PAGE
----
How to Connect With Your InterviewerMelanie Lemus
How to Connect With Your Interviewer
There are a lot of factors that determine the level of success of an interview. From the content of your resume to the way you respond to questions, you are working to build a rapport with your interviewer(s).
No matter if you meet with the person who will be your direct boss or a team of screeners, one thing is for sure – they will look favorably on candidates that made a great connection with them. If you want to be one of those favored candidates, then this article is for you! Keep reading for tips on what you can do before, during, and after an interview to make a positive connection.
BEFORE THE INTERVIEW
Don’t underestimate the importance of preparation and performance during the leadup to the main event. This is the period that starts when you find out you’ll be getting an interview and ends the moment you walk into the interview room.
First, it is wise to research the company you’ll be interviewing for and, if possible, your interviewer. Having some basic knowledge of the company’s mission and your interviewer’s role will give you opportunities to inquire and connect on a personal level during the interview. Preparation shows that you are interested in the company and its people, not just the job you’re interviewing for.
Making a connection with your interviewer involves establishing a good rapport. Employers are looking for recruits who will contribute to a positive work environment and interact well with clients, coworkers, and supervisors. Developing a good rapport begins the moment you walk into the door of the building. Be warm and friendly to everyone you interact with because you never know who is watching. Often, interviewers will ask secretaries, assistants, or receptionists about their interaction with you. Be mindful of your behavior, body language, and manners while waiting to go into your interview.
Pre-interview is also the time to put some effort into your appearance. I once spoke with an employer who passed over a qualified recruit because of her chipped toenail polish. The reasoning was that the recruit chose to wear open-toed shoes, but didn’t pay attention to her chipped polish, and in a job that required a lot of attention to detail, she would not be a good fit. I know this story may sound slightly ridiculous, but it is true, and it is a good illustration as to why you need to pay attention to your appearance.
When you invest in yourself, you’re subliminally portraying that you are worth investing in, and other people will want to invest in you as a result. People who present a polished exterior automatically exude more confidence. When you have confidence in yourself, others will too. Not to mention that polished professionals make a company look good. I know, I know, I also wish we didn’t live in such a superficial world, but the reality is – we do!
DURING THE INTERVIEW
Building a rapport goes beyond what you will say regarding your skillset. It has to do with how you relate to others personally and how you make them feel when in your presence. When your interview begins, introduce yourself, and offer a warm greeting. Be friendly, personable, and exude warmth and enthusiasm. Be sure to repeat their name when they introduce themselves (It is so nice to meet you, Mr. Smith). Don’t forget a genuine smile and a firm handshake. No one likes shaking a limp hand, and it’s even worse if you only offer the tips of your fingers!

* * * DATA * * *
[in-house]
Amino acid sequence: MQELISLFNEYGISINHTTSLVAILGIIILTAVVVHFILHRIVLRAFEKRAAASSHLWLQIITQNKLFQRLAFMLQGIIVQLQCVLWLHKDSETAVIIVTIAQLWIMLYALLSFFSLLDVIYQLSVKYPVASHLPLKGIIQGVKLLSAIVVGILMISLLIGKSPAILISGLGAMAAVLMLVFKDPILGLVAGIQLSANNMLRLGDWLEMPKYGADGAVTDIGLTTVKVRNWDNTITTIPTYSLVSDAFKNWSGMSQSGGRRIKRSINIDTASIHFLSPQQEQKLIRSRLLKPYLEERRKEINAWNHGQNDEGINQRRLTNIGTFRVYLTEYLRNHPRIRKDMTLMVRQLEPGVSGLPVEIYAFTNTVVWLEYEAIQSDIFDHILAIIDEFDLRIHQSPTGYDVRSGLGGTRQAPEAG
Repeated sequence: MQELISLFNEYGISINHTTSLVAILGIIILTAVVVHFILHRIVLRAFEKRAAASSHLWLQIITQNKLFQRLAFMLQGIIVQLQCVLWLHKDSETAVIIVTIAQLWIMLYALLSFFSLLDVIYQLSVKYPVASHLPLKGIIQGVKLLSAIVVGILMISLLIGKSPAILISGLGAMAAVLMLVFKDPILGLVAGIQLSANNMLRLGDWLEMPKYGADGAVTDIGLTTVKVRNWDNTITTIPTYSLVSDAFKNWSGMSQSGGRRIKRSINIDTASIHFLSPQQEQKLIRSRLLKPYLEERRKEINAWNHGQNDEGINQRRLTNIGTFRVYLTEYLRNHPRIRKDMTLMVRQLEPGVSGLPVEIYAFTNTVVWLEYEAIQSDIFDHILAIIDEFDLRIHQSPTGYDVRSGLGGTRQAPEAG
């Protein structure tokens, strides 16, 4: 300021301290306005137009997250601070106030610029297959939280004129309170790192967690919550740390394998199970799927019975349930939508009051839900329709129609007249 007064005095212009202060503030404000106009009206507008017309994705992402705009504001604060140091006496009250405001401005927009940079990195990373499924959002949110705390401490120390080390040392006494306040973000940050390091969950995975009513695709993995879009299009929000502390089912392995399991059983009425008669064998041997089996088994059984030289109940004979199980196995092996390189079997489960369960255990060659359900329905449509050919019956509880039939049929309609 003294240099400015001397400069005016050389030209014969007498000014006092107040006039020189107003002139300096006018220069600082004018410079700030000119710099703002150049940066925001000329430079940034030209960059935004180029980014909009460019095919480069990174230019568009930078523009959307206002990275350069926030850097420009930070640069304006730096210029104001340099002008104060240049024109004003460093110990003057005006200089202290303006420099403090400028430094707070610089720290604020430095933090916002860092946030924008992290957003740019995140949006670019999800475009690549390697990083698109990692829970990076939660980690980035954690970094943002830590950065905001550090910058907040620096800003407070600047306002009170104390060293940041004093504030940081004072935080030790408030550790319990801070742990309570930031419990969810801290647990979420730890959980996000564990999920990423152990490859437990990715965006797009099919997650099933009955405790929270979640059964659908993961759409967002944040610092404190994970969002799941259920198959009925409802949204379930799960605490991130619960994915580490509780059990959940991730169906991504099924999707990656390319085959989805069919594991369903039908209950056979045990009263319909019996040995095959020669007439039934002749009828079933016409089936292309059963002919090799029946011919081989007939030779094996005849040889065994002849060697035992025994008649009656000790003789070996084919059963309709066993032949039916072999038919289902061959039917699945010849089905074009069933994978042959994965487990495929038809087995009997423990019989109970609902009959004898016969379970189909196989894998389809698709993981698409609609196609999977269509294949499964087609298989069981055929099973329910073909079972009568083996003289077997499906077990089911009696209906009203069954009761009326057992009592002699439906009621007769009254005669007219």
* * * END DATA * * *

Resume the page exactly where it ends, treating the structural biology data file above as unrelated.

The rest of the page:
While everyone is settling in, you can engage in some small talk and ask a couple of questions of your interviewer, such as, “How long have you worked here?” or “Have you held other positions with the company?” or questions about the company culture. People love to talk about themselves, so before the big questions aimed at you begin, it’s nice to connect on a human level. If you’re in a multiple interviewer setting, try to pay equal attention to everyone, not just those with whom you feel natural chemistry.
Additionally, be mindful of your body language. Sit up straight, make eye contact, and keep your arms uncrossed. Crossed arms serve as a visual barrier, and make you seem unapproachable. Leaning forward portrays your interest in a particular topic.
Practice your active listening skills. Ask follow-up questions or paraphrase complex messages to show you understood. A good interview should feel like a two-way conversation, not an interrogation. Remain calm and confident, and don’t be afraid to momentarily pause to collect your thoughts before answering a question. Take a few opportunities to share appropriate and applicable personal information. This will make you more memorable and personable. People want to help people that they like!
AFTER THE INTERVIEW
When the interview is over, stand up, smile, and shake the hand(s) of your interviewer(s). Thank them for the opportunity to interview, and feel free to tell them again how nice it was to meet them. If you remember their name(s), using them again as you say goodbye is a nice touch.
When you get home, follow-up immediately with a hand-written note, an email, or even a phone call. You will want to send a personalized message to each person that interviewed you.
If you do all of the things above, rest assured you did the best you could to effectively connect in your interview and leave a good impression.
For more help on your job search, I encourage you to check out some of our other blog articles:
ABOUT THE AUTHOR
Melanie Lemus is the Communications Specialist for Vision to Purpose providing self-help, business, and career-focused topics.
ABOUT VISION TO PURPOSE
Vision to Purpose is an organization dedicated to helping individuals and businesses succeed by offering tailored career, life, and business solutions.
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